Thankfully, Google is working on a self-driving car that could allow daily commuters to give up the grind once and for all.
In a recent video posted to its social networking service, Google+, the company shows off its cutting-edge Toyota Prius, which requires no human driver. Along for the ride in the video is Steve Mahan, head of the Santa Clara Valley Blind Center and someone who is 95 per cent blind himself.
“Look, ma! No hands. And no feet!” Mahan yells as the car makes pit stops at a local Taco Bell and dry cleaner.
Advocates for the blind like Mahan see a huge upside to the development of this type of technology. “Where this would change my life is to give me the independence and the flexibility to go to the places I both want to go and need to go when I need to do those things,” Mahan said.
Eric Bridges, a director for the American Council of the Blind, agrees.
“The concept of it is pretty awesome,” Bridges said, adding, “There are a lot of hoops that are going to need to be jumped through in the years to come: Things like driver’s licenses and regulatory stuff to allow these vehicles to traverse roadways. But the technology is absolutely intriguing.”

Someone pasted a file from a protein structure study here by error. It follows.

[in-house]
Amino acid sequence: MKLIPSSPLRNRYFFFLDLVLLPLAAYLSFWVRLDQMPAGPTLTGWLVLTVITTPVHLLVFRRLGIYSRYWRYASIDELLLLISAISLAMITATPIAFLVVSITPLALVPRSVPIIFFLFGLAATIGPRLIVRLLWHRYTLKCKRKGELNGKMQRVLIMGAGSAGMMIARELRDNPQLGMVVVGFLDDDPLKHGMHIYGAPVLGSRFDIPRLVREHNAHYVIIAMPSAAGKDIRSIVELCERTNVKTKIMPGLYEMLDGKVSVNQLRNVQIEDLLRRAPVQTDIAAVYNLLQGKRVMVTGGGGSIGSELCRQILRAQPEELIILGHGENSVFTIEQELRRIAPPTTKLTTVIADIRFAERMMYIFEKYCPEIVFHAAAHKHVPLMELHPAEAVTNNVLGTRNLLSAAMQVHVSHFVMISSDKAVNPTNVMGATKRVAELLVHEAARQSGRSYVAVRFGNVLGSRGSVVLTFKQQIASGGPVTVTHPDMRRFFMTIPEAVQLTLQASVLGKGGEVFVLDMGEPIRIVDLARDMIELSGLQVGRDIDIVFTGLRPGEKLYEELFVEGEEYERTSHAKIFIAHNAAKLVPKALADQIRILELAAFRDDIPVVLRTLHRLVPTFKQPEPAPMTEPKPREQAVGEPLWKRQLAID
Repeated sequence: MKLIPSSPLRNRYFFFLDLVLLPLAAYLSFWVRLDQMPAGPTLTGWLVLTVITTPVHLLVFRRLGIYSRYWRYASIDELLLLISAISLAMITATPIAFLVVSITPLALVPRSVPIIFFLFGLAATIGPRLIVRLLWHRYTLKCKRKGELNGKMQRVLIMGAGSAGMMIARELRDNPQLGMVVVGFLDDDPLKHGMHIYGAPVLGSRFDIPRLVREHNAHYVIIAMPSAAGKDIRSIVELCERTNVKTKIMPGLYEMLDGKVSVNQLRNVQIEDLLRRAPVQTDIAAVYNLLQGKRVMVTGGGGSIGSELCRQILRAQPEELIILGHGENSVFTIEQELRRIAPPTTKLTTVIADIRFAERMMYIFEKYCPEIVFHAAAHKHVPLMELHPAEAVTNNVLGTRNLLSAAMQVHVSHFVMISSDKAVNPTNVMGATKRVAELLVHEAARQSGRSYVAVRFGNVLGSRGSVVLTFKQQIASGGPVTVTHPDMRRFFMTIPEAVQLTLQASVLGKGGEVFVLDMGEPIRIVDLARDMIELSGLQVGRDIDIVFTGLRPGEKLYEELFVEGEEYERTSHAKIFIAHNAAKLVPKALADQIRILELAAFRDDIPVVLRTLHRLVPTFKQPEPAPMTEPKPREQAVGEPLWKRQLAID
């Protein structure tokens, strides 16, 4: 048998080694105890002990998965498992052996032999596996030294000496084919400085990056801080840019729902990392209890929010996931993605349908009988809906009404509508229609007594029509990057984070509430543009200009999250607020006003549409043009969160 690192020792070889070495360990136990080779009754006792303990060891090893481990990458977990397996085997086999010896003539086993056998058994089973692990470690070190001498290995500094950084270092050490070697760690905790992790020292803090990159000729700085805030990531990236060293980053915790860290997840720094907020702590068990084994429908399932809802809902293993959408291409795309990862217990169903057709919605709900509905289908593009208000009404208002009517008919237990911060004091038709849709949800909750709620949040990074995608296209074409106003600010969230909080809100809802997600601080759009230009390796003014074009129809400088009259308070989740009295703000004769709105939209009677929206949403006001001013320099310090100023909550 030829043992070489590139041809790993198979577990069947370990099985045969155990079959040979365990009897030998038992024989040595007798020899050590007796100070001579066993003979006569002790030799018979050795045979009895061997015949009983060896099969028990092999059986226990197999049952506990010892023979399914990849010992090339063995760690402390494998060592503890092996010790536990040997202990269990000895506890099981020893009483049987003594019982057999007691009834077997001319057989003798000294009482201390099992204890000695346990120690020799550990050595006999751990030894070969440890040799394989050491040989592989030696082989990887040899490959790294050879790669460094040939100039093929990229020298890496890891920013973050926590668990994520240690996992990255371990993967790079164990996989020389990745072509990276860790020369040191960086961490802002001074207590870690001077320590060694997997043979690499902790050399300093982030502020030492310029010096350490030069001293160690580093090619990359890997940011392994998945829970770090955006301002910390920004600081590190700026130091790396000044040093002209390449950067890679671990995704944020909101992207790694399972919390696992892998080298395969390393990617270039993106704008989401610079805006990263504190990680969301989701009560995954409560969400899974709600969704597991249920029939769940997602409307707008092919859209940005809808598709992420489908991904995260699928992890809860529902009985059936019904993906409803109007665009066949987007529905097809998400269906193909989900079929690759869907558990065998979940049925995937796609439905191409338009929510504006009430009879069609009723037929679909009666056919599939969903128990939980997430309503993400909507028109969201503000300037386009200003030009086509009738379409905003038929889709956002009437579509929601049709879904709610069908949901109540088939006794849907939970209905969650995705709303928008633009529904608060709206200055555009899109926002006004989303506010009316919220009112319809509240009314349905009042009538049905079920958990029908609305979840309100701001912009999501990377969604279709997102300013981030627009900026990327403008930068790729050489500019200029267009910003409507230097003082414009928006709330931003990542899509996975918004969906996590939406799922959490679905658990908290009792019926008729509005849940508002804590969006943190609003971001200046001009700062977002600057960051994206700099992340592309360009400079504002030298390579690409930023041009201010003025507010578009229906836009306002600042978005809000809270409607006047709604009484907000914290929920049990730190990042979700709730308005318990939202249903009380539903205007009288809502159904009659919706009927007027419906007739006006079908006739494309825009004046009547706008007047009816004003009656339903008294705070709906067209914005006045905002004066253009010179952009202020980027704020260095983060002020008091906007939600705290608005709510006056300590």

Google has been working on the project since 2010. The car works by using radar sensors, laser beams and video cameras to safely navigate the road ahead. It all sounds almost sci-fi, but clearly Google is moving forward with the project.
Unfortunately, there’s still lots of work to be done. “There’s much left to design and test, but we’ve now safely completed more than 200,000 miles of computer-led driving, gathering great experiences and an overwhelming number of enthusiastic supporters,” Google said in a recent statement.
Still, there’s reason to believe self-driving cars are on the horizon. At least, it seems the State of Nevada thinks so: according to reports, it recently legalized self-driving cars.